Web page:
Geomorphic and seismological comparison of large strike-slip earthquakes in the Pamirs reveals structural control on rupture extent
Austin Elliott  1, 2, *@  , John Elliott  2, 3@  , James Hollingsworth  4@  , Galina Kulikova  5@  , Barry Parsons  1, 2@  , Richard Walker  1, 2@  
1 : University of Oxford
Earth Sciences South Parks Road Oxford OX1 3AN -  United Kingdom
2 : Centre for the Observation and Modelling of Earthquakes, Volcanoes and Tectonics
3 : University of Leeds
4 : Institut des Sciences de la Terre  (ISTerre)  -  Website
Université Joseph Fourier - Grenoble 1, Institut français des sciences et technologies des transports, de l'aménagement et des réseaux, Institut national des sciences de l\'Univers, Institut de recherche pour le développement [IRD] : UR219, PRES Université de Grenoble, Université Savoie Mont Blanc, Centre National de la Recherche Scientifique : UMR5275, Institut national des sciences de l\'Univers, Institut national des sciences de l\'Univers, Institut national des sciences de l\'Univers, Institut national des sciences de l\'Univers, Institut national des sciences de l\'Univers, Institut national des sciences de l\'Univers, Institut national des sciences de l\'Univers, Institut national des sciences de l\'Univers, Institut national des sciences de l\'Univers, Institut national des sciences de l\'Univers, Institut national des sciences de l\'Univers, Institut national des sciences de l\'Univers, Institut national des sciences de l\'Univers, Institut national des sciences de l\'Univers, Institut national des sciences de l\'Univers
BP 53 - 38041 Grenoble cedex 9 -  France
5 : University of Potsdam
* : Corresponding author

The coseismic surface ruptures and deformation field that we have measured from the 2015 M7.2 Murghob earthquake in Tajikistan reveal that it occurred along the least-recently ruptured portion of the left-lateral Karakul-Sarez fault (KSF). Analysis of the displacement field, detailed geomorphic mapping of the fault system, and seismological comparison of the 2015 event to the similar 1911 Sarez earthquake reveal a sequence of earthquake ruptures occurring along different reaches of this fault system. The apparent boundaries between these reaches coincide with thrust faults and suture zones, suggesting a structural control on the extent of modern earthquakes.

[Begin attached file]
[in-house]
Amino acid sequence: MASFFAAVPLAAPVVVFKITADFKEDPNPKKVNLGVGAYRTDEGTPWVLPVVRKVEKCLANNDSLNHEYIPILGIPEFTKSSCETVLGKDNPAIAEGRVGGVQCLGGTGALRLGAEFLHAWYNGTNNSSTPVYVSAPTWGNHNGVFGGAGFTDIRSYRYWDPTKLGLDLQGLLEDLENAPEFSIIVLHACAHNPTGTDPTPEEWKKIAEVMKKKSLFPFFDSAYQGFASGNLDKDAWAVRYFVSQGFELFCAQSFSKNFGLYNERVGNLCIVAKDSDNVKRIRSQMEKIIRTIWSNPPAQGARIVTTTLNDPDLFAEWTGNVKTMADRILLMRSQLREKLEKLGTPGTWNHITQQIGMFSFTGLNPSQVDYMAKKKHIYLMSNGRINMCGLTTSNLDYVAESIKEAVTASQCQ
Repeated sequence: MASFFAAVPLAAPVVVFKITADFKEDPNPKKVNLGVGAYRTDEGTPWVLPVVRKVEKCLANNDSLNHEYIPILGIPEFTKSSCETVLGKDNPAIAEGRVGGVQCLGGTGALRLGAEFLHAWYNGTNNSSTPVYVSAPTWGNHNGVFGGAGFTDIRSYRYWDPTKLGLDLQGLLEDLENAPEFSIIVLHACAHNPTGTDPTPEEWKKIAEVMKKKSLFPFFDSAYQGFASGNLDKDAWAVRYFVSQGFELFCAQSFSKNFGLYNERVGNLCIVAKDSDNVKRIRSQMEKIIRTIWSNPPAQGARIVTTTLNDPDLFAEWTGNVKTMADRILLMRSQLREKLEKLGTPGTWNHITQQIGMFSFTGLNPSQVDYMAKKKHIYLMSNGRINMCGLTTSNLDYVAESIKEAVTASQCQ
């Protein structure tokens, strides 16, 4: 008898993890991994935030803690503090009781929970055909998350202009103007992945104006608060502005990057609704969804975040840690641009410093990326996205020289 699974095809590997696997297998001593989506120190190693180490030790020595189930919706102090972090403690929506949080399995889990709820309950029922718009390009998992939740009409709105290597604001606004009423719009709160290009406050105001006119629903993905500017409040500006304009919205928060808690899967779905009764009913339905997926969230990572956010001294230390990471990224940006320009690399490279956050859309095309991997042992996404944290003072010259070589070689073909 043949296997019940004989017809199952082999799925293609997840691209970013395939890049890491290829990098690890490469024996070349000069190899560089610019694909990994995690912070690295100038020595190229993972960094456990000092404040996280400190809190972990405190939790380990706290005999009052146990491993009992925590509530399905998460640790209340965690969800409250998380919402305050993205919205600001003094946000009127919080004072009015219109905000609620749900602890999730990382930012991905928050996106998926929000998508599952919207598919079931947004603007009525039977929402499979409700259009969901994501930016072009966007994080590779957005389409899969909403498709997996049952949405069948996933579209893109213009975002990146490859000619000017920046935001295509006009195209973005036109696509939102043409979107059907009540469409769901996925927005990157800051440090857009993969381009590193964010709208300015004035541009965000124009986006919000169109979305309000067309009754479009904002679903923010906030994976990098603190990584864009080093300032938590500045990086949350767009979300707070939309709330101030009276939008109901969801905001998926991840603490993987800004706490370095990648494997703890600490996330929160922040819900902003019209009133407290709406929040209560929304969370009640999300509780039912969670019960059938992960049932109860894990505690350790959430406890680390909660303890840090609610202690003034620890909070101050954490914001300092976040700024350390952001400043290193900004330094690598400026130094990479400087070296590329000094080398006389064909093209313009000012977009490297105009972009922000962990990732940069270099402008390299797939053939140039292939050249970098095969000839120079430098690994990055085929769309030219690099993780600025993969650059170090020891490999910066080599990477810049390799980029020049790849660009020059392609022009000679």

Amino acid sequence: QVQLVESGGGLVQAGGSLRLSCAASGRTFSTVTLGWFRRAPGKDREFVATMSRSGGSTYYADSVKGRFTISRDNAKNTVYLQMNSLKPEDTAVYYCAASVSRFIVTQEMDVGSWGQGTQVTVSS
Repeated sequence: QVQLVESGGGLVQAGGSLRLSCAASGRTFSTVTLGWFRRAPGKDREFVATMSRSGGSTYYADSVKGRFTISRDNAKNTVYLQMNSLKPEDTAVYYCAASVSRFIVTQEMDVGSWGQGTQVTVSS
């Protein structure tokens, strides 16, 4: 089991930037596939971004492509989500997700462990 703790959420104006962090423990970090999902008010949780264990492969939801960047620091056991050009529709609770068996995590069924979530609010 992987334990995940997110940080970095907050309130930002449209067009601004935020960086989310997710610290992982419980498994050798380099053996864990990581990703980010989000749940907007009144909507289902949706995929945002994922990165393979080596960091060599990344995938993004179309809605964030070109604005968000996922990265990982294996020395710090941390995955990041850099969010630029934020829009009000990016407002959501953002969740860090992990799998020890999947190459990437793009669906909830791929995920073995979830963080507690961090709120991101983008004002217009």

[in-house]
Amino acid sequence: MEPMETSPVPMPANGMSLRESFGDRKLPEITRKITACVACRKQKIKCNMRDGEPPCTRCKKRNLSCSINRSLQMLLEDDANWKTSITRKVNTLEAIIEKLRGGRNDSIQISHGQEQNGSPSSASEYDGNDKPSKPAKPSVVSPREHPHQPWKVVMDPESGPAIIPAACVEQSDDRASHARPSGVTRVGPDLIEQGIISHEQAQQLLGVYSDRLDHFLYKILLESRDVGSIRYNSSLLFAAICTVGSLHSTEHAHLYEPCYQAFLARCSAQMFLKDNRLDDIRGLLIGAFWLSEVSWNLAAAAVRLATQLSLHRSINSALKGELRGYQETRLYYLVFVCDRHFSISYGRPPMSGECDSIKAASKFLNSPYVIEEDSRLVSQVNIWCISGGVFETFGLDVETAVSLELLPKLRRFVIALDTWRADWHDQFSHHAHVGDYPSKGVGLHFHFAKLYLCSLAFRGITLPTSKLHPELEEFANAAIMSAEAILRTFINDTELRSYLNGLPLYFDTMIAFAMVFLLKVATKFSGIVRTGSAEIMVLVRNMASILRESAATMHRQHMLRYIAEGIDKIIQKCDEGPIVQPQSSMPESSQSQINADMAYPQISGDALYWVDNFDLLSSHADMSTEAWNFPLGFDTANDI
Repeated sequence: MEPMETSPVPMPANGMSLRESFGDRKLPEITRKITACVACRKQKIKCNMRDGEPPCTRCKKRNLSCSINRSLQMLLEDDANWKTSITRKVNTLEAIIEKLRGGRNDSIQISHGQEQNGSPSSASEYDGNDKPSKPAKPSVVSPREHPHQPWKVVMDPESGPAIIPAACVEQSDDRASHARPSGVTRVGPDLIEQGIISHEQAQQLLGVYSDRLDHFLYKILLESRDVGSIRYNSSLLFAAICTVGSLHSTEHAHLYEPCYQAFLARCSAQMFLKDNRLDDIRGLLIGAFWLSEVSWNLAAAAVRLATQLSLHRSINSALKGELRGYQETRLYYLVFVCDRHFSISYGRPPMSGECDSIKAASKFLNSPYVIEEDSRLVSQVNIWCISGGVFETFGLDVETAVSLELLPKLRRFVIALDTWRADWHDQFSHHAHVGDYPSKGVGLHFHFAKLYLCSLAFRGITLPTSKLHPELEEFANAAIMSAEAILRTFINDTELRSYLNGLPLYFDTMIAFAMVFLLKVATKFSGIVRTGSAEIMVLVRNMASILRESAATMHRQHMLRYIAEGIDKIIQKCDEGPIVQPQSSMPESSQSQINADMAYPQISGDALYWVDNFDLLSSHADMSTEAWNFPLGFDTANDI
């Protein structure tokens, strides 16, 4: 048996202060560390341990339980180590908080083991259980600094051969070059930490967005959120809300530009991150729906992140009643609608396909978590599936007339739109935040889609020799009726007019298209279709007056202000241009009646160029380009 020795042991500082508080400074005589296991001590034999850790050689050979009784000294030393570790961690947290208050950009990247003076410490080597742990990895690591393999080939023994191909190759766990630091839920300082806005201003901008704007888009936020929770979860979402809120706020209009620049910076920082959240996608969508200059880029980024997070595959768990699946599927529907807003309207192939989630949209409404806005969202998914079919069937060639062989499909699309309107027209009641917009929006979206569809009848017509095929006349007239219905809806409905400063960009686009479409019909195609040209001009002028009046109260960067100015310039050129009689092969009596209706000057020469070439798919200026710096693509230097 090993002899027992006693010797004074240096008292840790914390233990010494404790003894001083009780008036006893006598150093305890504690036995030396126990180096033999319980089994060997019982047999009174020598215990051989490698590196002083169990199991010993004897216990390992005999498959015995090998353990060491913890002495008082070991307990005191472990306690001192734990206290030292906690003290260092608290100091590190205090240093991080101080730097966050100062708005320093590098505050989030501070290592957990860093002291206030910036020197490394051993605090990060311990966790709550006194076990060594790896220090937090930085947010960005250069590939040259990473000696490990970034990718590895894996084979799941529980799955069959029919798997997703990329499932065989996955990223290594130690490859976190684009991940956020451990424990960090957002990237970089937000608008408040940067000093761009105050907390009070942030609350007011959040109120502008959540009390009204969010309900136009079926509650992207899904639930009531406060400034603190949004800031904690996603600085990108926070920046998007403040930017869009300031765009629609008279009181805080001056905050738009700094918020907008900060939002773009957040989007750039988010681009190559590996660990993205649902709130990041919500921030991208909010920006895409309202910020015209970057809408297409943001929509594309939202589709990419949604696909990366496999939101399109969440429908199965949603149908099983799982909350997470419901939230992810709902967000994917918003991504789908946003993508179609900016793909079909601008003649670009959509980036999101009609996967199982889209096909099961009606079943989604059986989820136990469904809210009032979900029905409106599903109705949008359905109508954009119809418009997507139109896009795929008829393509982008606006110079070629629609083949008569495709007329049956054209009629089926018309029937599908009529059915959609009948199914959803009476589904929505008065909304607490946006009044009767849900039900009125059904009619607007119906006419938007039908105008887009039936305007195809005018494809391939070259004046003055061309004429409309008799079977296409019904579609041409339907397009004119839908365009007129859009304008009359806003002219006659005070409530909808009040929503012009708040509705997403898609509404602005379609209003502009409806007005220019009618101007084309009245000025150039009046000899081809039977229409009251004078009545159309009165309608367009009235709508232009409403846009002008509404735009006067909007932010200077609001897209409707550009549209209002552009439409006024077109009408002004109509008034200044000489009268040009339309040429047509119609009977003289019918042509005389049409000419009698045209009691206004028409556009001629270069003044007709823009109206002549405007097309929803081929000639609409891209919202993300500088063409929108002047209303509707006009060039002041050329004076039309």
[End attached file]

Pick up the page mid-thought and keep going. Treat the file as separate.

We derive the horizontal displacement field in the 2015 earthquake from Sentinel-1 interferograms and Landsat-8 pixel tracking. We invert for slip on a fault whose detailed geometry is tightly constrained by the near-field discontinuity in the Landsat-based displacement map, combined with geomorphic mapping on 1.5-meter resolution SPOT imagery. We produce a detailed map of surface ruptures visible in post-event high resolution imagery (and not visible in pre-event SPOT imagery), the extent of which agrees well with the distribution of shallow slip in the geodetic inversion. Notably, the northern third of the rupture appears to be blind, with ~1-2m of far-field slip but no surface rupture. This northward deepening of slip coincides with a steepening of the rake, which is evident in both the coseismic inversion as well as in the larger scale geomorphology of the region. To the northeast of the 2015 rupture, the KSF exhibits moletracks, small offsets, and general morphology that predate 2015 but suggest a relatively recent earthquake.

To investigate whether this northern reach could have been associated with the 1911 left-lateral M7.2 Sarez earthquake, we reevaluated the misfit of seismic waveforms of that earthquake to synthetic waveforms from a variety of geomorphically plausible sources in the region. We find that a source to the north of the 2015 event gives the poorest residual fit to the 1911 seismic observations, while sources to the southwest and west of the 2015 rupture fit the observed seismograms better. This results remains in agreement with earlier studies that place the 1911 epicenter westward of 2015. Thus we have evidence of rupture on three separate portions of this fault system, indicating a likely interacting sequence of earthquakes.

Based on our coseismic slip distribution and geomorphic interpretation of the fault system from high resolution imagery, we suggest that rupture extents along the Karakul-Sarez Fault are in part controlled by structural segmentation due to intersections with Mesozoic to Cenozoic suture zones within the Pamirs.


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